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This paper analyzes how the use of unmanned aerial vehicles (UAVs) or “drones” in foreign interventions abroad have changed the dynamics of government activities…
This paper analyzes how the use of unmanned aerial vehicles (UAVs) or “drones” in foreign interventions abroad have changed the dynamics of government activities domestically. Facing limited or absent constraints abroad, foreign interventions served as a testing ground for the domestically constrained U.S. government to experiment with drone technologies and other methods of social control over foreign populations. Utilizing the “boomerang effect” framework developed by Coyne and Hall (2014), this paper examines the use of drones abroad and the mechanisms through which the technology has been imported back to the United States. The use of these technologies domestically has substantial implications for the freedom and liberties of U.S. citizens as it lowers the cost of government expanding the scope of its activities.
This chapter provides a comprehensive survey of the contributions of the Austrian school of economics, with specific emphasis on post-WWII developments. We provide a brief…
This chapter provides a comprehensive survey of the contributions of the Austrian school of economics, with specific emphasis on post-WWII developments. We provide a brief history and overview of the original theorists of the Austrian school in order to set the stage for the subsequent development of their ideas by Ludwig von Mises and F. A. Hayek. In discussing the main ideas of Mises and Hayek, we focus on how their work provided the foundations for the modern Austrian school, which included Ludwig Lachmann, Murray Rothbard and Israel Kirzner. These scholars contributed to the Austrian revival in the 1960s and 1970s, which, in turn, set the stage for the emergence of the contemporary Austrian school in the 1980s. We review the contemporary development of the Austrian school and, in doing so, discuss the tensions, alternative paths, and the promising future of Austrian economics.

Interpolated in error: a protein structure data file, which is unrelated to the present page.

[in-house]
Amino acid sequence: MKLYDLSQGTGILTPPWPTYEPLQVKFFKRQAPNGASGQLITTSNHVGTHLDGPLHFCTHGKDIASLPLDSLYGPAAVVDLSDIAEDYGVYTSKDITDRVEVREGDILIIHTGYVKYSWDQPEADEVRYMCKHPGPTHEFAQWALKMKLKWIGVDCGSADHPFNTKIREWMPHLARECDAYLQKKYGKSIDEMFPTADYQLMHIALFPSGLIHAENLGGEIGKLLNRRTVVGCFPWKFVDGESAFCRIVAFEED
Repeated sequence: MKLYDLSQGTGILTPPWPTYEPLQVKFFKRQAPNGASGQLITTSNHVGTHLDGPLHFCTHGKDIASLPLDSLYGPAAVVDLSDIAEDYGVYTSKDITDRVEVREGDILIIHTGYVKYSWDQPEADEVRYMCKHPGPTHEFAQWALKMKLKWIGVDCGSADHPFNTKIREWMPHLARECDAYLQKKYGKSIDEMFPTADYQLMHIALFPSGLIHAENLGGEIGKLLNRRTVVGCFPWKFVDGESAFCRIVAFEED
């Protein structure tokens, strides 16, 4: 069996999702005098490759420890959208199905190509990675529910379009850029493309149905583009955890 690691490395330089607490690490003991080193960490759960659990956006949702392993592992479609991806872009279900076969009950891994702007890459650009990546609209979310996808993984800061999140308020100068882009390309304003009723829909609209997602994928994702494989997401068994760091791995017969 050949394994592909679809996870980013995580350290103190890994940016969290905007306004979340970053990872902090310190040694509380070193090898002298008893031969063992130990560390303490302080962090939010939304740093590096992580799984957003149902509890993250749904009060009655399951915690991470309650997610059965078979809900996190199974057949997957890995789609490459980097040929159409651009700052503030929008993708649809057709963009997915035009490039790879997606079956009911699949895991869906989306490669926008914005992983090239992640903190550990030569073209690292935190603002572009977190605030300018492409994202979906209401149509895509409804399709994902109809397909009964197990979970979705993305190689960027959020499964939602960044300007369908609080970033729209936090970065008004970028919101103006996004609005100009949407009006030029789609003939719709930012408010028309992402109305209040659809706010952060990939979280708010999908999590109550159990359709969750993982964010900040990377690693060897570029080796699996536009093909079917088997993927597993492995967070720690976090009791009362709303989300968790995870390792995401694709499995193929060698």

The purpose of this paper is to present and compare alternative theoretical frameworks for understanding entrepreneurship policy: targeted interventions to increase…
The purpose of this paper is to present and compare alternative theoretical frameworks for understanding entrepreneurship policy: targeted interventions to increase venture creation and/or performance. The authors contrast the Standard view of the state as a coherent entity willing and able to rectify market failures with an Individualistic view that treats policymakers as self-interested individuals with limited knowledge.
The authors draw on the perspective of “politics as exchange” to provide a taxonomy of assumptions about knowledge and incentives of both entrepreneurship policymakers and market participants. The authors position extant literature in relation to this taxonomy, and assess the implications of alternative assumptions.
The rationale for entrepreneurship policy intervention is strong under the Standard view but becomes considerably more tenuous in the Individualistic view. The authors raise several conceptual challenges to the Standard view, highlighting inconsistencies between this view and the fundamental elements of the entrepreneurial market process such as uncertainty, dispersed knowledge and self-interest.
Entrepreneurship policy research is often applied; hence, the theoretical rationale for intervention can be overlooked. The authors make the implicit assumptions of these rationales explicit, showing how the adoption of “realistic” assumptions offers a robust toolkit to evaluate entrepreneurship policy.
While the authors agree with entrepreneurship policy interventionists that an “entrepreneurial society” is conducive to economic development, this framework suggests that targeted efforts to promote entrepreneurship may be inconsistent with that goal.
The Individualistic view draws on the rich traditions of public choice and the entrepreneurial market process to highlight the intended and unintended consequences of entrepreneurship policy.
This paper explores the interface between institutional theory and Austrian theory. We examine mainstream institutionalism as exemplified by D. C. North in his work with…